Spoilers: Metal Gear Solid (PS1). Please also note that this is only concerning the game I played, not the rest of the series. I have not played the rest of the series. I do not yet want to discuss the rest of the series until I play through it. I also want to figure out my own way through the main series before delving into its minutiae.
Over the weekend I started, and finished, Metal Gear Solid. I feel I should preface this with the fact that I’ve known about this series for quite some time and have some basic knowledge of it—enough to know it is intricate and says a lot of things people really like, as well as to know I am only aware of the tip of the iceberg. From my time with roommates in college to my time in Chicago, I have been on the periphery of one roommate who almost always seemed to be replaying Metal Gear Solid 3, and heard eggs frying in a pan and a little girl singing in Metal Gear Solid 4 at least twice as two separate roommates played through it in the other room.
So, going into the first game was a rather different experience. I had been primarily under the impression this was a stealth game series, and in many ways this game is. Going up against multiple opponents is suicide. Snake is painted as a soldier who is extraordinary, but even he has his human limits. He may be genetically altered (not sure on the full story, only operating on what I know from playing the first game—I ask you not to spoil it for me), but even human genes have their limits to some degree. Therefore, like many stealth games, you have quite a few limits, and outright combat is not really probable in your chances for survival (though probably not impossible).
That being said, it doesn’t quite work in this game. I found the controls to be a bit finicky. Reading the manual, I know pressing a directional button while grabbing an enemy would throw him, but even when I did not, half the time the guards would fall through my hands, rather than be held while I was going to attempt to choke them. It left me avoiding combat whenever I could, and later sneaking behind enemies and just shooting them with my silenced pistol. This is not necessarily a problem, but left me frustrated in the early portions of the game—it felt the game was inconsistent and I could not trust it. Perhaps that was the goal, though my gut instinct says no.
Instead, the game really shone for me during the boss fights. While I find the cutscene generally not my preferred method of information delivery in a game, Kojima is rather known for the ridiculous lengths of his. What resulted was it felt like a different flavor of the play experience in Shadow of the Colossus: focused so much on these boss encounters with the world in between forming the feel of the environment and my place in it. The codec transmissions would be the extra flavor that weave a more wordy story than SotC had, however—the trade off of roaming an open, desolate world would be a world with distinct other people who have their own personalities and specialties.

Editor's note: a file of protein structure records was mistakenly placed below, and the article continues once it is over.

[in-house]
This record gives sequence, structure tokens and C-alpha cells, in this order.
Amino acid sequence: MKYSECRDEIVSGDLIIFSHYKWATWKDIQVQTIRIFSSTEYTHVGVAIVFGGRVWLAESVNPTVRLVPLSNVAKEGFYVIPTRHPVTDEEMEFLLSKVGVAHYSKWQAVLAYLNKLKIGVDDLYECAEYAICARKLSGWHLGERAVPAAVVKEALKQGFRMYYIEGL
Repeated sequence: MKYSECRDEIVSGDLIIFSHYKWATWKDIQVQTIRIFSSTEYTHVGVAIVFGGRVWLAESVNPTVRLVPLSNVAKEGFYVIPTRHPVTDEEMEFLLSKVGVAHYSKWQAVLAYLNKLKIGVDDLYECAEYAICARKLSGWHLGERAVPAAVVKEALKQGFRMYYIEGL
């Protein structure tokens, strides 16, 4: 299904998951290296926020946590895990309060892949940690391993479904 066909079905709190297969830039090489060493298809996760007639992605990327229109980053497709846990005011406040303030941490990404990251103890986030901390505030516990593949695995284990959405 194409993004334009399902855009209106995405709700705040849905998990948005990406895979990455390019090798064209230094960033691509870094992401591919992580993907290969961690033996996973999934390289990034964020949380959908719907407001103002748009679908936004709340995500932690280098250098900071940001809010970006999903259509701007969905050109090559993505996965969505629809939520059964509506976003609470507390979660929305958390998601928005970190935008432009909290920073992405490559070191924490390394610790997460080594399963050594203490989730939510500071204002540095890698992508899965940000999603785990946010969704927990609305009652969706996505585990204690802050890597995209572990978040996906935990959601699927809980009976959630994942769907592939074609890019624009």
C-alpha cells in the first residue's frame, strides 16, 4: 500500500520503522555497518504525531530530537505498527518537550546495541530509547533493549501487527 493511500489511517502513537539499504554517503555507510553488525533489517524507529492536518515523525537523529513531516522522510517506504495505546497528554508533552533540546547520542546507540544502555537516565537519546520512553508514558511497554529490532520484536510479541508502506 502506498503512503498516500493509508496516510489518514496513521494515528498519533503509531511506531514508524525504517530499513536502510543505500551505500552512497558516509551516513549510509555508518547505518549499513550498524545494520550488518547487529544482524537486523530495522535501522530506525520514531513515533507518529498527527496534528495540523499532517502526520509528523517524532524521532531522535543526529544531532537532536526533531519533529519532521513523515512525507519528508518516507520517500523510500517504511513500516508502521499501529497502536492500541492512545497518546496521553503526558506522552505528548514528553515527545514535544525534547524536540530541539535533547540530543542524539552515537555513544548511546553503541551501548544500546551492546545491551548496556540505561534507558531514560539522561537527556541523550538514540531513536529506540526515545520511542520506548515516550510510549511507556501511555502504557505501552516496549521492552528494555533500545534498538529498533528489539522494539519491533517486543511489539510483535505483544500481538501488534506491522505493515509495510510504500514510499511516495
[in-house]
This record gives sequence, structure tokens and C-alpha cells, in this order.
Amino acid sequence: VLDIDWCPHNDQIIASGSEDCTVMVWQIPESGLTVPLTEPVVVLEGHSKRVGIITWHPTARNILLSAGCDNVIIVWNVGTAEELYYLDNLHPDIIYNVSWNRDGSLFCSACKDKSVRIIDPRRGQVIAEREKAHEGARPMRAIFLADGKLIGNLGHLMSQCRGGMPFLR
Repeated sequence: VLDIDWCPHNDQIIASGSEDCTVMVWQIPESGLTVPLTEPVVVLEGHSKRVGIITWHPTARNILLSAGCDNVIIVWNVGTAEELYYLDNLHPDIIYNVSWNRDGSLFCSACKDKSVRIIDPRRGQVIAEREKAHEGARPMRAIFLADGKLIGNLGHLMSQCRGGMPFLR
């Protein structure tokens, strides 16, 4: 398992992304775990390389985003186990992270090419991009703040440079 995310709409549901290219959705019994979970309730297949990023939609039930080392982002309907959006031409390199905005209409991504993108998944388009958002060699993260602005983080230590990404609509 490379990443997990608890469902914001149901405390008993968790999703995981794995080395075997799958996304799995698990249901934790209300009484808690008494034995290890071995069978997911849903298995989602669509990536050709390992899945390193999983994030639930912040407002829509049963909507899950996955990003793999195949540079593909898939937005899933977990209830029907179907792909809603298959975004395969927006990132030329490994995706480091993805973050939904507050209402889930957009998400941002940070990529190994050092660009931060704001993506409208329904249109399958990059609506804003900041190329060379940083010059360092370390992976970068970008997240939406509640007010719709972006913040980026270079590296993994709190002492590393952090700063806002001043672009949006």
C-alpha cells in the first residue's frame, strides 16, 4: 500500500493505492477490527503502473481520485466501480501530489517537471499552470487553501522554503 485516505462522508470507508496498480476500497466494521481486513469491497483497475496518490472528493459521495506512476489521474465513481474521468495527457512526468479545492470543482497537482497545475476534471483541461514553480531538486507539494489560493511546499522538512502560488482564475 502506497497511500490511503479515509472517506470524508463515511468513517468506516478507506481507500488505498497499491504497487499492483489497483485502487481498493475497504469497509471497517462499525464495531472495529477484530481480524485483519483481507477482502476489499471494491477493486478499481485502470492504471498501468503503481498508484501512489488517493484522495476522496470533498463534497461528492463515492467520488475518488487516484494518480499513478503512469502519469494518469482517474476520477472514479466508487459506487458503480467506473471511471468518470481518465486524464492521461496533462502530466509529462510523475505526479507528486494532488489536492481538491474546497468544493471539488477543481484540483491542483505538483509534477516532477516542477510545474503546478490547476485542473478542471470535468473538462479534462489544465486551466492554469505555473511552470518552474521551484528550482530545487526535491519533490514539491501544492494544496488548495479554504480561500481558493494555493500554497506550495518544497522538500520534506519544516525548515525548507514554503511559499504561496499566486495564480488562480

So, instead, it felt like I was entering a Western, ready to engage in a duel. Considering each of these bosses was a personality unto his or herself, it really felt like a clash of personalities in which you were able to know your opponent. Raven’s stature along with spirituality made for a curious blend when he was using these very man-made weapons to try and kill you. Sniper Wolf’s expertise with her weapon of choice led a calm sense of superiority which was only confirmed in the cutscenes. Psycho Mantis was perhaps the most unique fight, and seemed the most psychotic of your opponents; in order to defeat him easily, you have to actually physically change the way you input your controls.
Therefore, while the game deals with the macro conflict of nuclear proliferation and use, the micro conflicts are what steer it along and remind us that behind the macro conflicts of the world are human beings who make these decisions. It is not so much the nuclear weapon that is a threat as it is the person who would be willing to use it. There will always be a means to destruction, the question is who will use it, and for what goal.
Considering how each person has an organization to which they are beholden (even if it is a terrorist group), and how even those organizations are not infallible—after all, Snake is betrayed by his own government—even the group, or the nation, are held together by a group of people whose loyalties are in question, whose motives are not always clear, and who are not so easily labeled friend or foe. Snake’s world is one where all the people aid him, even the ones he kills, because they provide him with some form of perspective—something he has been receiving via codec transmissions since the start of the game. And even those people, who have been helping him since the beginning, are betraying him in various forms.
Other points that caught my attention were that in the end it was revealed Liquid Snake was the dominant gene experiment, while Snake was recessive. I was under the (perhaps erroneous) impression that blonde hair was recessive, but Kris Ligman assured me that Snake dyes his hair. Which makes me wonder about Snake himself. I will likely write another post, purely about this singular game, about how Snake’s sexuality is presented. Largely because he goes through a similar action hero sexuality shift, where he is seen as a womanizer until he isn’t, when he somehow falls for Meryl (around the time she is wounded, which creates a whole power dynamic about saving the
princess niece of your superior), who ends up humanizing him a bit. I know Meryl shows up later, so I will keep an eye out on that in future games.
In fact, knowing bits and pieces about the rest of the series, I am curious to see what will change, what will be further explored, and if any of these themes will be later subverted or changed (as I imagine they might in such a series that deals with political issues).